Any employer who has defended a wage and hour claim knows that in the absence of verifiable time records, such as time clocks, it is difficult to rebut the hours an employee claims they worked. Exorbitant legal fees are incurred attempting to recreate workdays, and cases are lost because employers failed to keep accurate time records. In order to establish a claim for unpaid overtime, an employee need only show that it is more likely than not that he or she actually worked overtime hours for which compensation was not paid. Some federal courts require employers to prove an employee did not work overtime in the absence of accurate time records.
The ability of employees to keep track of the hours they work just became easier. On May 10, 2011, the Department of Labor (DOL) announced the launch of its first application for smartphones. The application is a timesheet to assist employees to independently track the hours they work and determine the wages they are owed. The application is available in both English and Spanish, and allows employees to track regular hours worked, break time and any overtime hours. The admissibility of such records in litigation is an issue to be determined by courts, but, according to the DOL, “This information could prove invaluable during a Wage and Hour Division investigation when an employer has failed to maintain accurate employment records.” Obviously, the DOL plans on giving credence to the records an employee keeps. In the absence of accurate time records, courts generally permit an employee to testify regarding the employee’s recollection of hours worked, which means records kept in accordance with the DOL application will likely be admissible in a court of law.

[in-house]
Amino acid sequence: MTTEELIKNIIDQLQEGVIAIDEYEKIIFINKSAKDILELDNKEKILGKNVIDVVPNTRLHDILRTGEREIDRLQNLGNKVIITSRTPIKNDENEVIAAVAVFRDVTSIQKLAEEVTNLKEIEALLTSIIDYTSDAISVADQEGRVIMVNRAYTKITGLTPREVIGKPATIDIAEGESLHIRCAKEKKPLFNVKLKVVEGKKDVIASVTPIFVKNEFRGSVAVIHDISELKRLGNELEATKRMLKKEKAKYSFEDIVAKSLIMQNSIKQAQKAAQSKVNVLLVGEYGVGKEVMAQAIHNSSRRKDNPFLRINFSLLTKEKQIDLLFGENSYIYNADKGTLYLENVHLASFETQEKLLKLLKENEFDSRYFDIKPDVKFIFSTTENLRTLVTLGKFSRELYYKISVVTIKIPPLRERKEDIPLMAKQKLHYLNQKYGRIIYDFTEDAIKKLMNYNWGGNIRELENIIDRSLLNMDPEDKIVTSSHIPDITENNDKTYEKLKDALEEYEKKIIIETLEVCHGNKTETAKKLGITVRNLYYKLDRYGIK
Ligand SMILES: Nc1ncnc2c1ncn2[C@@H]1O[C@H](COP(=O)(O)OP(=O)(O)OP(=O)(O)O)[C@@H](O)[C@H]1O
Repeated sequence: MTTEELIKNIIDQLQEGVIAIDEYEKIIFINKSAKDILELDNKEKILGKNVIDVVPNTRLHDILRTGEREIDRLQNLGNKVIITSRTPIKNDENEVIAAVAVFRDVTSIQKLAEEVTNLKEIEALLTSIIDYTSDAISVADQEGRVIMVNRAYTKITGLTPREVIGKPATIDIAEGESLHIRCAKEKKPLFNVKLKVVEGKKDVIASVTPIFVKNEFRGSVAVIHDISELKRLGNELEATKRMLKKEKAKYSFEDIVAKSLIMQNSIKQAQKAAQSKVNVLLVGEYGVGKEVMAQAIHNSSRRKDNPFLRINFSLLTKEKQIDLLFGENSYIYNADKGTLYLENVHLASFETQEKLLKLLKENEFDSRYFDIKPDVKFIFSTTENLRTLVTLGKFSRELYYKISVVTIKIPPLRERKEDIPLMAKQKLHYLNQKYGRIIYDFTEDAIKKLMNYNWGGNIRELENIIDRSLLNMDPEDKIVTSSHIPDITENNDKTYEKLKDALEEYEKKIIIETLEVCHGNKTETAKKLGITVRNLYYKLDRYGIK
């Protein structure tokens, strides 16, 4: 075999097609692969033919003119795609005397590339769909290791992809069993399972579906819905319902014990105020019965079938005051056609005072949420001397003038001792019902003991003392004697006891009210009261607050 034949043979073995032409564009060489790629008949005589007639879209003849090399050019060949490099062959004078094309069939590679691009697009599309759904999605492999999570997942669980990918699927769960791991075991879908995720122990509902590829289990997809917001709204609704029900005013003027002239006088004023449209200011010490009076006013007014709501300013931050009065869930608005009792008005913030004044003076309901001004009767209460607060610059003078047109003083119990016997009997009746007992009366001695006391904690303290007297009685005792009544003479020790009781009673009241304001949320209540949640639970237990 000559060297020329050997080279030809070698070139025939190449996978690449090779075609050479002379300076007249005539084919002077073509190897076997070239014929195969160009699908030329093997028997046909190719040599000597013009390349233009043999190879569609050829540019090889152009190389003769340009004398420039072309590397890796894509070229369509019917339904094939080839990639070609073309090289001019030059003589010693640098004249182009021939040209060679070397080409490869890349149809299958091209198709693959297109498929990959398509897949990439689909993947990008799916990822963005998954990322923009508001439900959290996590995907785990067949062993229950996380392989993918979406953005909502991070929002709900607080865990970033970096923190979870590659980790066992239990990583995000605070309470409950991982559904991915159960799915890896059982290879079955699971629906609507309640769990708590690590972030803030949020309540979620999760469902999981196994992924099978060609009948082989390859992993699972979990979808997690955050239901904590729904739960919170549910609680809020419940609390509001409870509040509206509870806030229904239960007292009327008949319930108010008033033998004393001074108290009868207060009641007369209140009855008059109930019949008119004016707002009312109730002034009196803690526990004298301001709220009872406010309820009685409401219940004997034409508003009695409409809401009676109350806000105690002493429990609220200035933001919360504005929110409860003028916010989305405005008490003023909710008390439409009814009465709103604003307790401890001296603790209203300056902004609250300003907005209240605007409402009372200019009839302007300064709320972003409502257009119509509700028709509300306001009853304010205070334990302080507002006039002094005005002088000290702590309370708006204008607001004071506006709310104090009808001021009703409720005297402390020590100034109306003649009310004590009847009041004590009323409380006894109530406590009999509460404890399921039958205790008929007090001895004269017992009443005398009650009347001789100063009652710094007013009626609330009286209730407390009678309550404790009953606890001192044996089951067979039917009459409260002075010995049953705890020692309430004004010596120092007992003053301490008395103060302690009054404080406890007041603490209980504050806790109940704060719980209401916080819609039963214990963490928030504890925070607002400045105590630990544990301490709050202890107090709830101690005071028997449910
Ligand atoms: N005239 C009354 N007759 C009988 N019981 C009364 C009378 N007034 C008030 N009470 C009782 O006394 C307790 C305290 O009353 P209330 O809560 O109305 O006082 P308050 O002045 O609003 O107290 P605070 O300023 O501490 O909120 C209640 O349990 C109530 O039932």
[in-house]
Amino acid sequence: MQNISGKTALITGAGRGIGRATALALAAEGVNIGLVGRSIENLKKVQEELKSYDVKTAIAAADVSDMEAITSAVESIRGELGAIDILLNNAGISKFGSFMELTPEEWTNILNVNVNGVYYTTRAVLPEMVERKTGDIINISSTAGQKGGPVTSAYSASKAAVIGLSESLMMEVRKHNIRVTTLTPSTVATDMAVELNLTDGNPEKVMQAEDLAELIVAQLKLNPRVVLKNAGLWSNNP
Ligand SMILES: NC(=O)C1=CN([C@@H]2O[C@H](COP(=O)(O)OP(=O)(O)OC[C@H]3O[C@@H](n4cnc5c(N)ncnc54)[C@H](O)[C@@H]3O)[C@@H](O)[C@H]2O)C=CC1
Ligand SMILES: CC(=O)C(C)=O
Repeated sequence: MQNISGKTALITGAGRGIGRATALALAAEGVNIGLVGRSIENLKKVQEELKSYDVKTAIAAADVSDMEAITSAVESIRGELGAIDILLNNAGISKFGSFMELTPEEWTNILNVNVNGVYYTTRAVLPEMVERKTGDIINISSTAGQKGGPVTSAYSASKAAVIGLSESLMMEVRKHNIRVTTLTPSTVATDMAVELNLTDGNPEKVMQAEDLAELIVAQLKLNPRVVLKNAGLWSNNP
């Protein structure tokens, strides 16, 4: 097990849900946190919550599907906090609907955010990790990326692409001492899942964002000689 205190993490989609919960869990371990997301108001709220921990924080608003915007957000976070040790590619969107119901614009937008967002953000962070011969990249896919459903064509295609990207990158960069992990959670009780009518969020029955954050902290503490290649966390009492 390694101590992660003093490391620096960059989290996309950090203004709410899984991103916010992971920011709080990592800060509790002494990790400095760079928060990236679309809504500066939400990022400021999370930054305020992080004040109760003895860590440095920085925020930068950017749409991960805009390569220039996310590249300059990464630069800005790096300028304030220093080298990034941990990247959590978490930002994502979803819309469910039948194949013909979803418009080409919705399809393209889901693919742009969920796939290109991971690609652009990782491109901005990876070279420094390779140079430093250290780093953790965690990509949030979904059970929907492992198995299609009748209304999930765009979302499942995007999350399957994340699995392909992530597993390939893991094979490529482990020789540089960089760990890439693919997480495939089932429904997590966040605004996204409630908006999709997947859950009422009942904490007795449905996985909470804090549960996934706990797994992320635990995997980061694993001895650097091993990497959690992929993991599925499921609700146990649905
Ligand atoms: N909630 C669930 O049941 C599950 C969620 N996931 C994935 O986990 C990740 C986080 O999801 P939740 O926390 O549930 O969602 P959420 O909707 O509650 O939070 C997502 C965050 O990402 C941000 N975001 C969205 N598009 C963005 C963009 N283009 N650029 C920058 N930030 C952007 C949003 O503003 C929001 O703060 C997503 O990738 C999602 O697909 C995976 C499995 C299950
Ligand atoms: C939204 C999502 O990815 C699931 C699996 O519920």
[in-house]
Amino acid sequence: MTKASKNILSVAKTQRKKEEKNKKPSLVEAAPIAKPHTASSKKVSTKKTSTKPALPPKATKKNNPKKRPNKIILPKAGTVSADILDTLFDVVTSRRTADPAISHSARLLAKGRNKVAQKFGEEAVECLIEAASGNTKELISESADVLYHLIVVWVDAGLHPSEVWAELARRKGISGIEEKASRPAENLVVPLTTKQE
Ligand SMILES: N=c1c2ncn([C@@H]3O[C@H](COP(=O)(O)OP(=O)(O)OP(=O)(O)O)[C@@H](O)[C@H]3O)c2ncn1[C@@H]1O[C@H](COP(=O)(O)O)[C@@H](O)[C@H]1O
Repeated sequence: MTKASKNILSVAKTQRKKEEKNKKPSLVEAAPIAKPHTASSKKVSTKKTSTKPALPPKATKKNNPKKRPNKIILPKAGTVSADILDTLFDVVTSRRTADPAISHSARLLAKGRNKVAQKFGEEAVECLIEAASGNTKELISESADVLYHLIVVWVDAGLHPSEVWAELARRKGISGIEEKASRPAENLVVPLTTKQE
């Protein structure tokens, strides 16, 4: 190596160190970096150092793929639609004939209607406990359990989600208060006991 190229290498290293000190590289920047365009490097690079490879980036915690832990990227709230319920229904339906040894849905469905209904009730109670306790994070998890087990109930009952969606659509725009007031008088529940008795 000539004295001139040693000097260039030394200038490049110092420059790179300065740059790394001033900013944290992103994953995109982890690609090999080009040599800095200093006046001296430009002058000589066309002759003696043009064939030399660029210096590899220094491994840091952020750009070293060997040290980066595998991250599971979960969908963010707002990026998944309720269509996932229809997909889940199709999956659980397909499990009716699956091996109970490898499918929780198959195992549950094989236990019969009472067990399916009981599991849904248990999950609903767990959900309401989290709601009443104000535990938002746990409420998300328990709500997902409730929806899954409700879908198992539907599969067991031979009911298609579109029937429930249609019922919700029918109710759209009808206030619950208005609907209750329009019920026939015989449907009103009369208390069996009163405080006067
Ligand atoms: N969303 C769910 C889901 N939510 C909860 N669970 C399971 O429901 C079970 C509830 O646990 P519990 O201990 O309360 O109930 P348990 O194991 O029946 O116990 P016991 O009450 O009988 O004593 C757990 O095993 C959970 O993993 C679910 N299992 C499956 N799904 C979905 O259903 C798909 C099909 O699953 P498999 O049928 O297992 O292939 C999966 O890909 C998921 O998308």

The DOL application is free and currently compatible with the iPhone and iPod Touch. The DOL plans to update the application and make it compatible with other smartphones, such as the Android and Blackberry. Additionally, the DOL plans to expand the features of the application to keep track of tips, commissions, bonuses, deductions, holiday pay, pay for weekends and shift differentials. Even for workers without smartphones, the DOL provides a printable work hours calendar in English and Spanish to track rate of pay, work start and stop times and arrival and departure times. Conveniently, the calendar includes information on how to file a wage violation complaint.
Private wage and hour lawsuits and DOL enforcement actions are increasing. It is imperative that employers keep accurate time records, especially now that employees have the tools to keep records for themselves.
Contact: Jon Secrest